16 F.3d 1313 (2nd Cir. 1994), 1737, United States v. Knoll
|Docket Nº:||1737, 1738, Dockets 92-1580, 92-1586.|
|Citation:||16 F.3d 1313|
|Party Name:||UNITED STATES of America, Appellee, v. David R. KNOLL and Ted W. Gleave, Defendants-Appellants.|
|Case Date:||February 14, 1994|
|Court:||United States Courts of Appeals, Court of Appeals for the Second Circuit|
Argued June 17, 1993.
[Copyrighted Material Omitted]
Lawrence Vilardo, Buffalo, New York (Connors & Vilardo, Buffalo, New York, of counsel), for Defendant-Appellant David R. Knoll.
Philip Halpern, State University of New York, Buffalo, New York, for Defendant-Appellant Ted W. Gleave.
Denise E. O'Donnell, Assistant United States Attorney for the Western District of New York, Buffalo, New York (Dennis C. Vacco, United States Attorney for the Western District of New York, Buffalo, New York, of counsel), for Appellee.
Vincent L. Briccetti, filed a brief on behalf of Amicus Curiae New York State Association of Criminal Defense Lawyers, White Plains, New York.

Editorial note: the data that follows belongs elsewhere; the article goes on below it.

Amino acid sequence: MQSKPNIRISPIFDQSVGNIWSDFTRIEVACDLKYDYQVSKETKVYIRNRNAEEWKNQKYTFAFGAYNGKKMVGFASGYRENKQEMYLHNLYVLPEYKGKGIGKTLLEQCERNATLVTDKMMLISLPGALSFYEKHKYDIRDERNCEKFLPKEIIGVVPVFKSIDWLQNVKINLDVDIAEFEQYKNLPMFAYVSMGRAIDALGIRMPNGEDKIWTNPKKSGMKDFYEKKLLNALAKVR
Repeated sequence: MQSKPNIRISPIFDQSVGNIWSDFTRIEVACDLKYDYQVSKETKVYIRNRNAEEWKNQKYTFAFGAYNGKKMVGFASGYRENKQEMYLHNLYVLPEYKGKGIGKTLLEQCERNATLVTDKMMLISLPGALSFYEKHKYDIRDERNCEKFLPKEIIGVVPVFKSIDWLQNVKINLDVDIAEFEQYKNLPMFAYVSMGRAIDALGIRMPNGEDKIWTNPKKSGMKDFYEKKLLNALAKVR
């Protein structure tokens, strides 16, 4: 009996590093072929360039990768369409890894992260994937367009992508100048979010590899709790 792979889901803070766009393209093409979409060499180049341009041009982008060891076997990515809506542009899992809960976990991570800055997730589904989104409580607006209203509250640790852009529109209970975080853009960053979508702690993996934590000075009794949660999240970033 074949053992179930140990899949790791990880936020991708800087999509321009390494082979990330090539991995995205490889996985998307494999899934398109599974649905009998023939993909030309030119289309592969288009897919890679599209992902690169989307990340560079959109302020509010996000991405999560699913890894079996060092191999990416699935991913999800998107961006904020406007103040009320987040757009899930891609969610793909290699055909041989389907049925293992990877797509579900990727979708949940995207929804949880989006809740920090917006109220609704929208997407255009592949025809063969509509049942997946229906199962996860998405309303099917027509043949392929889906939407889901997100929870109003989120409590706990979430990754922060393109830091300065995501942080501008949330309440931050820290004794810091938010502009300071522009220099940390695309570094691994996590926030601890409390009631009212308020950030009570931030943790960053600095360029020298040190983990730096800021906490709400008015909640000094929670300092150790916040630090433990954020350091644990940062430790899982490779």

Before: CARDAMONE and MAHONEY, Circuit Judges, and CEDARBAUM, District Judge. [*]
CARDAMONE, Circuit Judge:
David R. Knoll and Ted W. Gleave appeal from judgments of conviction entered on September 28, 1992 in the United States District Court for the Western District of New York (Skretny, J.). A jury found Gleave guilty on two counts of bankruptcy fraud in violation of 18 U.S.C. Secs. 152 and 2, and found Knoll guilty on one count of violating 18 U.S.C. Secs. 152 and 2, for assisting Gleave, and one count of violating 18 U.S.C. Secs. 1001 and 2, for aiding Gleave in allegedly making false statements to the probation service. The jury acquitted Gleave and Knoll on 42 other charges that were brought against them in a lengthy indictment, and Gleave was acquitted on one other charge brought solely against him. On September 25, 1992 appellants were each sentenced to two concurrent 27-month terms of imprisonment. All but three months of each appellant's sentence was suspended and the remainder was to be served on probation. In addition, Gleave was fined $5,000 and his term of imprisonment was to be served in a halfway house.